LE GRAND PAS DE DEUX (Company Premiere): Reyes, Malakhov

This was new to the company, choreographed by Choreography By: Christian Spuck to Giacchino Rossini's Thieving Magpie overture for Stuttgart Ballet. It's a humerous take on those "gala" pas de deuxs and there were direct quotes from Don Q., Swan Lake and Gorsky's Grand Pas de Deux. It was funny but not crude.


This was a standard performance of Theme and Variations. AD Kevin McKenzie made a point of saying this was Balanchine's original production, I only wish ABT would go back to the original costumes (Woodman Thompson's, or the later Andre Levasseur's) - the current ones (creamy pink for the soloists, lavender blue for the corps and a bit darker ones for the demis) by Theoni V. Aldredge. Gomes was superb and musical during his solos. Herrera was excellent with her feet but underplayed some of the details, especially those during the spirtual moments of the music.

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My my, Gillian Murphy certainly has grown up. Her performance last night in the brief Diana and Actaeon had a Sylvie-Guillemesque status and quality, prodigious eye candy for the masses. No one will say that this did not "project." That this once aspiring "pure dancer," should be developing this sort of Hollywood quality and into the most wildly popular female star of the company, rivaling the oh-so-famous men in the adoring shrieks she draws from the galleries, is most suprising.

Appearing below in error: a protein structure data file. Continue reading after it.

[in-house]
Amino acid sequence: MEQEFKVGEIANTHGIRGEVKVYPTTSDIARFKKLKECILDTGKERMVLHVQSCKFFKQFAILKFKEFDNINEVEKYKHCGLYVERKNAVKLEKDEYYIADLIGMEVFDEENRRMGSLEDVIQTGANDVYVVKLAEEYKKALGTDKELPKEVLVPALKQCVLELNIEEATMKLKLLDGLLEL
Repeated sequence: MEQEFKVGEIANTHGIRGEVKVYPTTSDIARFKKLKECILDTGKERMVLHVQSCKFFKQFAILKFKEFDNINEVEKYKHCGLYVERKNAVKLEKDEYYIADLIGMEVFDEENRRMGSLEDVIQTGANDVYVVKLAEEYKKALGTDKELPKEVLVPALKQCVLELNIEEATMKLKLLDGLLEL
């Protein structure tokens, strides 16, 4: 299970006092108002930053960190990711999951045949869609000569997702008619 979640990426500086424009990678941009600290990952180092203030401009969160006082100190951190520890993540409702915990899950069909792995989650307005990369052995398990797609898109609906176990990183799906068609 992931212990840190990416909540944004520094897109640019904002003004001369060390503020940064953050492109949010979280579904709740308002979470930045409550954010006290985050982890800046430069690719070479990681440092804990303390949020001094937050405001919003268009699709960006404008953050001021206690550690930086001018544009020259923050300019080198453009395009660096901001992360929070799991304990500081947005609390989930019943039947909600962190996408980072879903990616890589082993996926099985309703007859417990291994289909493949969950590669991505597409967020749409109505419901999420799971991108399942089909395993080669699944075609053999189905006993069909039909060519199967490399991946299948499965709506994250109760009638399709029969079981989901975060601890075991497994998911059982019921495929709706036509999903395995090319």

Although Symphonic Variations could have been better cast and should have been much more cleanly danced, this was the first time I've seen this ballet and I was so very happy to see it. How different Ashton's musicality is from anyone else's. The choreography so clear and spare and the way (what critics have described) as his footwork "floating on top of the melody" so visually intelligible.